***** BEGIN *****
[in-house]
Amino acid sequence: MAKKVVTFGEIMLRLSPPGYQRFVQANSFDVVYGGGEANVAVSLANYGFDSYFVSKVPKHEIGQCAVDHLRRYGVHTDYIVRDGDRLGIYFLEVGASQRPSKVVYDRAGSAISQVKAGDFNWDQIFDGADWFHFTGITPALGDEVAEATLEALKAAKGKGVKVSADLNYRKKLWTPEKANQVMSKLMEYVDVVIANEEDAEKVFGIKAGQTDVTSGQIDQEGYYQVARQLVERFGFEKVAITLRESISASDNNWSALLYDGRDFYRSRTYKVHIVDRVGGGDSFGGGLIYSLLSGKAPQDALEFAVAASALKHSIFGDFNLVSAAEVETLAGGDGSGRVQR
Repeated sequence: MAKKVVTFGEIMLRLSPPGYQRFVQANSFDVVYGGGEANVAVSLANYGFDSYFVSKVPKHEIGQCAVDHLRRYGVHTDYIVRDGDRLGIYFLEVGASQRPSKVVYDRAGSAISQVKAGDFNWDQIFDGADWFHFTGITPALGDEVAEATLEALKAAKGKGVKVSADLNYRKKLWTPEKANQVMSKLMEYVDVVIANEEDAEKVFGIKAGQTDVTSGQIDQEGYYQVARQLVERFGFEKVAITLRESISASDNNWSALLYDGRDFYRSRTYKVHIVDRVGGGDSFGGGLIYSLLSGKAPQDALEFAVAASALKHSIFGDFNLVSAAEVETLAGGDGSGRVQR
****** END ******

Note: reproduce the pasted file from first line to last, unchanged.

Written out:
[in-house]
Amino acid sequence: MAKKVVTFGEIMLRLSPPGYQRFVQANSFDVVYGGGEANVAVSLANYGFDSYFVSKVPKHEIGQCAVDHLRRYGVHTDYIVRDGDRLGIYFLEVGASQRPSKVVYDRAGSAISQVKAGDFNWDQIFDGADWFHFTGITPALGDEVAEATLEALKAAKGKGVKVSADLNYRKKLWTPEKANQVMSKLMEYVDVVIANEEDAEKVFGIKAGQTDVTSGQIDQEGYYQVARQLVERFGFEKVAITLRESISASDNNWSALLYDGRDFYRSRTYKVHIVDRVGGGDSFGGGLIYSLLSGKAPQDALEFAVAASALKHSIFGDFNLVSAAEVETLAGGDGSGRVQR
Repeated sequence: MAKKVVTFGEIMLRLSPPGYQRFVQANSFDVVYGGGEANVAVSLANYGFDSYFVSKVPKHEIGQCAVDHLRRYGVHTDYIVRDGDRLGIYFLEVGASQRPSKVVYDRAGSAISQVKAGDFNWDQIFDGADWFHFTGITPALGDEVAEATLEALKAAKGKGVKVSADLNYRKKLWTPEKANQVMSKLMEYVDVVIANEEDAEKVFGIKAGQTDVTSGQIDQEGYYQVARQLVERFGFEKVAITLRESISASDNNWSALLYDGRDFYRSRTYKVHIVDRVGGGDSFGGGLIYSLLSGKAPQDALEFAVAASALKHSIFGDFNLVSAAEVETLAGGDGSGRVQR